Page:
Hair loss and stress on the body
When a trigger such as childbirth, illness, or a major trauma occurs, an increased number of hairs move from the growing phase to the telogen phase resulting in an increase in hairs shed over this time. This is called telogen effluvium. Hair will generally appear thinner with less volume and is most commonly seen in women 1-3 months after giving birth. Hair will grow back and will return to its pre-baby thickness after a few months, but contact your doctor if your hair continues to thin.
Other common triggers of telogen effluvium include significant weight loss and extreme dieting, or starting new medication, however no cause is found in around a third of people diagnosed with telogen effluvium. Hair volume will gradually return to normal after a few months but can recur if the underlying trigger returns or is not treated.
Let’s talk about androgens
Androgens are hormones typically associated with men, with testosterone, perhaps, the most famous of the androgens. So, why are we talking about them in relation to female contraception? Despite their well-known relationship with the male body, they are also found in lower quantities in women and play a crucial role in the female body.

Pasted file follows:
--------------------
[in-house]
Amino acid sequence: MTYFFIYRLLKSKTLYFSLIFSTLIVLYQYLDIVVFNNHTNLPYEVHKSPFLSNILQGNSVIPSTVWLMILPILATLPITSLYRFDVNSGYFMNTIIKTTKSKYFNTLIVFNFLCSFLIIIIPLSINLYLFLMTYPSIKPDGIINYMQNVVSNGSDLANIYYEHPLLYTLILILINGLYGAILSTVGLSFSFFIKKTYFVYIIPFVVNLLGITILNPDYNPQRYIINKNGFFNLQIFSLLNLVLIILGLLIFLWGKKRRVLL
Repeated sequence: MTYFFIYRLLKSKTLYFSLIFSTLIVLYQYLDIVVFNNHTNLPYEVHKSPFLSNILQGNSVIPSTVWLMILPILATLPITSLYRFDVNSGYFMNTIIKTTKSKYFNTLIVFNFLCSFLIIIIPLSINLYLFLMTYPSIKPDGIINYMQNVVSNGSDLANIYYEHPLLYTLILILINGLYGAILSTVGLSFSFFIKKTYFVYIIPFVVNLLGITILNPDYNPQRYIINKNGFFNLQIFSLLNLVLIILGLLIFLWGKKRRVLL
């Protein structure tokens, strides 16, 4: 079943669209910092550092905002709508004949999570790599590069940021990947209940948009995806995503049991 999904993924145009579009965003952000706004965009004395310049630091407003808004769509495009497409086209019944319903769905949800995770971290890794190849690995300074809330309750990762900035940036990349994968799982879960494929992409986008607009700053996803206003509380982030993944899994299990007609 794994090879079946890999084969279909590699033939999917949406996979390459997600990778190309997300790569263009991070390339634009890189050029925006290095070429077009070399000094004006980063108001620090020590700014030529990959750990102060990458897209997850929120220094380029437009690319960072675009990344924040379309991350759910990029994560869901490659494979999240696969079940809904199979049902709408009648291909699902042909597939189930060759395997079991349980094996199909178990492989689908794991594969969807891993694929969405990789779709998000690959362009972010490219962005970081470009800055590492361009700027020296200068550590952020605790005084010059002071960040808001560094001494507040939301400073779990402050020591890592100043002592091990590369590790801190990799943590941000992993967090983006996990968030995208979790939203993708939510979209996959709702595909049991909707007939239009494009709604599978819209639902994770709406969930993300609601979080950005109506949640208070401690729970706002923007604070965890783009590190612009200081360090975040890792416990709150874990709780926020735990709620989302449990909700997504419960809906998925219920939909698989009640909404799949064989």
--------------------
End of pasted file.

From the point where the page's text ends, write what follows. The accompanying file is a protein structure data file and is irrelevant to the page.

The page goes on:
PCOS and hair loss
The most common form of alopecia in women is female pattern hair loss (FPHL). Due to both genetic and hormonal influences, affected follicles produce hairs that become shorter and smaller, and lighter in colour. Ultimately, these follicles completely shrink and no longer produce hairs.
Polycystic ovary syndrome can give rise to elevated androgen levels and can result in FPHL. Whilst there is currently no cure for PCOS, symptoms, such as hair loss, can benefit from topical or oral treatments
What does all this have to do with the pill?
The combined contraceptive pill contains artificial versions of oestrogen and progesterone. The synthetic form of progesterone is called progestin. This has the ability to be androgenic, meaning it can create an androgenic response, triggering symptoms such as hair loss, hirsutism (abnormal hair growth) and acne or oily skin to name a few.
Androgens play a major role in the regulation of hair follicles; in puberty, they trigger pubic hair growth in both men and women. But, due to their ability to alter the growth phase of a hair and the length of time the hair is in this phase, the progestin in the pill, and its androgenic response, may have the potential to cause hair loss.
Do all birth control pills cause hair loss?
Because progestin is the possible culprit, the progestogen-only pill (aka mini-pill), as well as the combined contraceptive pill, both have the potential to cause hair loss or thinning as a side effect.